12:30 PM

This is Sharon Walles second run for the office of Stone County's Public Administrator.

Walles, 49, who graduated from Reeds Spring High School in 1981, received 34% of the vote when she ran in 2008 against the incumbent.

She has been employed for the last year-and-a-half at Life Enhancement Village of the Ozarks in Nixa.  She has over twelve years experience in the areas of skilled and residential care.  Prior to that, she worked part time for two years in the Public Administrator's office in Galena.

"Most of the people who live in Stone County don't understand what the Public Administrator does. There are different instances that come into play when someone goes under guardianship.  Most people think that when someone goes under guardianship that they're put somewhere against their will, that's not always the case."

The office of Public Administrator is not a business administration position, instead it acts as an officer of the court.  Those who hold the office must adhere to the National Guardianship Association’s Code of Ethics and Standards of Practice. 

When the court finds that a person can no longer make decisions for themselves and no one steps in to act as their advocate, a public administrator is appointed.  Sometimes when family members get into a dispute about the care of a loved one the public administrator is appointed to make decisions. If someone passes away and there are no family members, once again, the public administrators office is appointed to oversee the estate.  They are also responsible for the placement and referral of people who become their wards.  They also oversee the mental and physical care of their wards.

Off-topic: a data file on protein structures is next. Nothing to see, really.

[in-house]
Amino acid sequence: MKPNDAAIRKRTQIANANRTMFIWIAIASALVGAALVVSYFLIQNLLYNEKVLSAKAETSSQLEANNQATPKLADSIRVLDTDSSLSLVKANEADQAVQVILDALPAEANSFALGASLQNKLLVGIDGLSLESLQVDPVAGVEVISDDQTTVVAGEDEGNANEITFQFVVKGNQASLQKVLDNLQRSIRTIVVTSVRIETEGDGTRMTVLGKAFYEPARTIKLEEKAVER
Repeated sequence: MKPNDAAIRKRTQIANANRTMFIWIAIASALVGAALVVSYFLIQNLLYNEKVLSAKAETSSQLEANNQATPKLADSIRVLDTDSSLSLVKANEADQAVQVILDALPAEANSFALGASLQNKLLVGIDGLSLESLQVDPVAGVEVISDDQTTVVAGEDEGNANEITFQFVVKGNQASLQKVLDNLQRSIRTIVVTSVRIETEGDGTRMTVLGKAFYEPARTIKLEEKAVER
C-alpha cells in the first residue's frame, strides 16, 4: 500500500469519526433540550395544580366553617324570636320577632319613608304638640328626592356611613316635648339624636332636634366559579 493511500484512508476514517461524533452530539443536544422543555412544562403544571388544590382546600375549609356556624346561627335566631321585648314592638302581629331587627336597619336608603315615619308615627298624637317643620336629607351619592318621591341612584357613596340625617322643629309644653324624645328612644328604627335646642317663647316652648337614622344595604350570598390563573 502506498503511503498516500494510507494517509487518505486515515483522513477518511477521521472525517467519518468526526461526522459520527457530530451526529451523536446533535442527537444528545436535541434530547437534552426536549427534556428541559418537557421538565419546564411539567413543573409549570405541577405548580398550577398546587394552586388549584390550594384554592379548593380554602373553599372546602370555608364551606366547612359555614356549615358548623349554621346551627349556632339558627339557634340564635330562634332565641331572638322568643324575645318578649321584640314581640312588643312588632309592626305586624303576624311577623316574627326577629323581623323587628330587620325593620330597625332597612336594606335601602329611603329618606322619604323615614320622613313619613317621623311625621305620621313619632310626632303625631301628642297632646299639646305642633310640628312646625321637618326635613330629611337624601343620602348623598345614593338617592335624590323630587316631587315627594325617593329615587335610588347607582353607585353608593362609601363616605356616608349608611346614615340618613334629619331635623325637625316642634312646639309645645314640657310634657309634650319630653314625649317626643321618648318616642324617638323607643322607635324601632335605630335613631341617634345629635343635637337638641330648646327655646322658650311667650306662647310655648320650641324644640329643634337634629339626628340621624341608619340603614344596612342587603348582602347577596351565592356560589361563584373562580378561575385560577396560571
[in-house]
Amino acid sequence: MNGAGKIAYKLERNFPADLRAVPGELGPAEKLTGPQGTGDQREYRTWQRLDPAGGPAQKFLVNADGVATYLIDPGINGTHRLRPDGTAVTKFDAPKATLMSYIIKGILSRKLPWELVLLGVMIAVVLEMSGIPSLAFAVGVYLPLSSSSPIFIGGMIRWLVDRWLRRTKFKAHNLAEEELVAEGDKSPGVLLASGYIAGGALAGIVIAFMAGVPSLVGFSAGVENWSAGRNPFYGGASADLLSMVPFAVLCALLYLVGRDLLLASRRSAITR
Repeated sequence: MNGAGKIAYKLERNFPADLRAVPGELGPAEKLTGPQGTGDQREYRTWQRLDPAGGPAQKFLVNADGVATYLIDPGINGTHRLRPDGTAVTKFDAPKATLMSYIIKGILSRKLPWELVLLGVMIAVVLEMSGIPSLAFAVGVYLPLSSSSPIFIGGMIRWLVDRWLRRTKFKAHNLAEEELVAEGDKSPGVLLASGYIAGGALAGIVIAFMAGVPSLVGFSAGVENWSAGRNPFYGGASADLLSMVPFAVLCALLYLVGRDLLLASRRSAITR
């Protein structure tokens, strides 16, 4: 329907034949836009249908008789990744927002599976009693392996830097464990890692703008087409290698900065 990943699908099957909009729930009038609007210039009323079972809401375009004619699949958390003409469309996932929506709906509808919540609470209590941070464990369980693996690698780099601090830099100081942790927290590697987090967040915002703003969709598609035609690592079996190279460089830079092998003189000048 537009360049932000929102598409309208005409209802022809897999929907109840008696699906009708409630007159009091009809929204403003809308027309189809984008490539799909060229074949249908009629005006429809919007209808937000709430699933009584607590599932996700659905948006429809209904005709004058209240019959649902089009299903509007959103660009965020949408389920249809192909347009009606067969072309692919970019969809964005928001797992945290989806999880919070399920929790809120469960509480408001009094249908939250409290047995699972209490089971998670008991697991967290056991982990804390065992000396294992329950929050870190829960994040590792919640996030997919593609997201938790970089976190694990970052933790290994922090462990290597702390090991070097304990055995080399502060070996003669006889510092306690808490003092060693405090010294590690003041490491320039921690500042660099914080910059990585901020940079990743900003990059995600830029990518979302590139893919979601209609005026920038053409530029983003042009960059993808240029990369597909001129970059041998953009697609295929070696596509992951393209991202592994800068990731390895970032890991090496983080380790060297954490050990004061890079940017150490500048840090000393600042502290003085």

"When you become someone's guardian you make all the decisions for them," said Walles.  'It's a huge responsibility; some people are able to live on their own, and there are others that need more structure.  This position takes compassion and understanding"'

Walles and her husband Mark have been married for 29 years and are members of Wright's Chapel.  They have two grown children.

"I want to make a difference in Ward's lives and to be there for the citizens of Stone County who have questions about the care of their loved ones and neighbors who may need assistance from the public administrators office," said Walles.